Route 66 - Atomic Highway and Elmer Long's Bottles

It only took a couple of minutes to put the dying town of Essex behind us, but unfortunately, it took a while to leave behind the anger at our run in with that unpleasant old codger. Fortunately, there's 141 miles between him and our next stop, Elmer Long's Bottle Tree Ranch in Oro Grande, so I had plenty of time to find my calm place and remember to enjoy the journey.

In between where we were to where we were going is the sparsely populated Mojave Desert and the Bristol Mountains. In the late 1950's, some government genius in Washington, D.C.  came up with a grand plan to use up old surplus atomic bombs to help build roads. The cold war was in full swing and America was building newer, improved, bigger atomic bombs. Nobody knew what to do with the old-style bombs or how to safely dispose of them until the government came up with several projects under the umbrella of a plan called "Operation Plowshare." One of these projects was a plan to widen the Panama Canal in one fell swoop with several bombs. Another project was planned to add another harbor in Alaska by setting off however many bombs it took to create one. Project Gnome was a project to create energy by bombing underground aquifers. Projects Rulison and Gasbuggy were planned as an attempt to free natural gas with nuclear explosions.

During this time, a new, easier alignment was in the planning stages for Route 66. In comes a government physicist and it was decided these atomic bombs would be a great way to blow up mountains to speed up road construction. It seems nobody thought about the old-style "dirty" bombs releasing so much radiation that any place where they were detonated would be uninhabitable for 50 years or more. It also appears that nobody thought about the people who lived in these parts.  Meetings were held, plans were made and finally, a proposal was submitted which called for 22 atomic bombs to be placed along a 2-mile stretch through the mountains. The dust cloud was expected to rise a minimum of 12,000 feet and have a diameter of 7 miles. It would shorten the intended route by 15 miles. Amazingly, the proposal went forward with the federal government and California Transportation giving approval. Almost at the last-minute, a number of the local citizens began protesting what was being called "The Atomic Highway." This slowed down the schedule until in 1963, Russia unexpectedly signed the Nuclear Test Ban Treaty and the project was cancelled.

Elmer Long's Bottle Tree Ranch
Several hours after leaving Essex, having safely negotiated the desert and mountains to arrive at 24266 National Trails Highway, we were not greeted by a big neon sign or any sort of roadside alert to let us know we had arrived at the Elmer Long's Bottle Tree Ranch. In fact, if we had not been ready and expecting it, we might have been looking on the wrong side of the road and totally missed it. However, when you do see it, you know immediately you have arrived at some place different, a special place built and assembled by some special person.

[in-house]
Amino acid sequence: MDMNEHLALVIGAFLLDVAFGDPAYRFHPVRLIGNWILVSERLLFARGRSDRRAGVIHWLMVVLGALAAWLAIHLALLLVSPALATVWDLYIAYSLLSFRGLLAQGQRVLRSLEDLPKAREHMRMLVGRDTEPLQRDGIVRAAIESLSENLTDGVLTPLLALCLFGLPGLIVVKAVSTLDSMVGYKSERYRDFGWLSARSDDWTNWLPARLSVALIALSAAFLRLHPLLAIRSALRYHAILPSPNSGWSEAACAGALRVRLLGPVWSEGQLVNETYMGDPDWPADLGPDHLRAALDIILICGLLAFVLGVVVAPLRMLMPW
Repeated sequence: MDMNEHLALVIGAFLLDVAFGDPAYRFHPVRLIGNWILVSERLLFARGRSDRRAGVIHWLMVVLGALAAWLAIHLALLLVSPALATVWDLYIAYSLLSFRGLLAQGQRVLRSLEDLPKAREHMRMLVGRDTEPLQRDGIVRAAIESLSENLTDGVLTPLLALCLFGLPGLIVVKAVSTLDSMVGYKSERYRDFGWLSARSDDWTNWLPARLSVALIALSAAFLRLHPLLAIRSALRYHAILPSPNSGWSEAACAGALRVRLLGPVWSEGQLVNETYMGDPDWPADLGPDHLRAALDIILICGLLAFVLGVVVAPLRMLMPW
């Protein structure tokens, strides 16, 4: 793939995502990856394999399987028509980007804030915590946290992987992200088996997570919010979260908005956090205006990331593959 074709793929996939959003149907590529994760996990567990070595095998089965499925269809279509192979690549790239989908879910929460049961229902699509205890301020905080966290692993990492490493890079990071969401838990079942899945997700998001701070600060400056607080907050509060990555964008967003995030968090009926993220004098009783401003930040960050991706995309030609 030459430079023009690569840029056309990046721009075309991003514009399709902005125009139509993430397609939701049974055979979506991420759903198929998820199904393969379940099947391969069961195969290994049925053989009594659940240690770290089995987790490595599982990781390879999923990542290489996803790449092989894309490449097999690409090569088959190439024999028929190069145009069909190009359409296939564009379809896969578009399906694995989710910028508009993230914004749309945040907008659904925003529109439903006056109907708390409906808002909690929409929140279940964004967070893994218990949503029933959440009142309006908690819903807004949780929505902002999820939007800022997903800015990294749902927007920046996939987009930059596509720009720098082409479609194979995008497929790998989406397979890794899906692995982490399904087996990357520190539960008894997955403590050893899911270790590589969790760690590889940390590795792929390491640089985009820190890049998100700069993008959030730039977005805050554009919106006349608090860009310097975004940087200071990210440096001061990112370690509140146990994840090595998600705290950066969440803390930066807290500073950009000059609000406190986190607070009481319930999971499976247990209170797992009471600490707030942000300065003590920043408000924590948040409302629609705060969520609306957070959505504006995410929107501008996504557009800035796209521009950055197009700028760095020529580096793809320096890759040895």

We pulled off the road to park on the narrow dirt strip in front of the "ranch." Bottles and, well, a lot of odd, old stuff is everywhere. But not like a normal junk yard, oh no, this is an interesting, weirdly artful junk yard - bottle trees everywhere you look; typewriters, cash registers, wrist watches, galvanized tubs all arranged with various colored bottles to form what I guess would be called modern art or perhaps interpretive art would be a better name for it. Not hundreds of bottles, thousands and thousands of bottles. It's weird and it's interesting and we had a great time just wondering around the place.

Elmer Long is the artist behind the Bottle Ranch. He used to go with his dad out into the desert and collect the objects they found, including many, many bottles. After his father passed away, Elmer was left with all of these bottles and other objects with no idea what to do with them. He finally decided to craft a bottle tree and in the year 2000 when he was finished, he liked the way the light shown through the bottles and the melody the wind created as it flowed over them so much that he decided to make another one. He hasn't stopped yet and now there are more than 200 "trees."

Unfortunately, when we were there, Mr. Long was not, but the gate leading into the property was open with a "welcome" sign just inside. We thoroughly enjoyed walking around looking at the colors created by the setting sun and the bottles and spent a long time looking at, thinking about, and to be honest, trying to figure out what, if anything, the artist was saying with some of his creations. I'm thinking some of them were assembled just because he had a pile of crap he wanted to use and it actually has no meaning at all. I could be wrong, of course. I wish he had been there so I could have asked him. But whatever, Mr. Long. Just please don't stop creating your art. It's a joy to many and any Route 66 traveler who doesn't make it a point to stop is missing a treasure.

Cash register art?
Bottles and "art stuff" as far as you can see.

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